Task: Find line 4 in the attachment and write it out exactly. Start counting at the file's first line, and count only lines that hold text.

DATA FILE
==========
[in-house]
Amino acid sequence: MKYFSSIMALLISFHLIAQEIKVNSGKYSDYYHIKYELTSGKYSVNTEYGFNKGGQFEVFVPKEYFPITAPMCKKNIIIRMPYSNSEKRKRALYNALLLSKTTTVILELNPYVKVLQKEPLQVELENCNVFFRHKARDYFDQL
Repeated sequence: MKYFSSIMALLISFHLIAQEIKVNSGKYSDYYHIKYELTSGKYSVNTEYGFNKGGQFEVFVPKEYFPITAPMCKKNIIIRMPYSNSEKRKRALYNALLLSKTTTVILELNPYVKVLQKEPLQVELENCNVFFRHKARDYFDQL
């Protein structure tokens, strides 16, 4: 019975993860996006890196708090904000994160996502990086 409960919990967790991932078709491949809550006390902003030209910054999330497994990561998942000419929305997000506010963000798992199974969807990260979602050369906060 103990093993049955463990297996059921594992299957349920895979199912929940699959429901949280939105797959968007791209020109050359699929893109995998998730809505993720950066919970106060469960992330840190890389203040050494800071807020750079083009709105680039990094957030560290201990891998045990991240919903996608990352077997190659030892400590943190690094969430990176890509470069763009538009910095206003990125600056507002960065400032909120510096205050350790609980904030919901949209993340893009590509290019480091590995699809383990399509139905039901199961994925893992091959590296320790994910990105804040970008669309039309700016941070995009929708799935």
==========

């Protein structure tokens, strides 16, 4: 019975993860996006890196708090904000994160996502990086 409960919990967790991932078709491949809550006390902003030209910054999330497994990561998942000419929305997000506010963000798992199974969807990260979602050369906060 103990093993049955463990297996059921594992299957349920895979199912929940699959429901949280939105797959968007791209020109050359699929893109995998998730809505993720950066919970106060469960992330840190890389203040050494800071807020750079083009709105680039990094957030560290201990891998045990991240919903996608990352077997190659030892400590943190690094969430990176890509470069763009538009910095206003990125600056507002960065400032909120510096205050350790609980904030919901949209993340893009590509290019480091590995699809383990399509139905039901199961994925893992091959590296320790994910990105804040970008669309039309700016941070995009929708799935």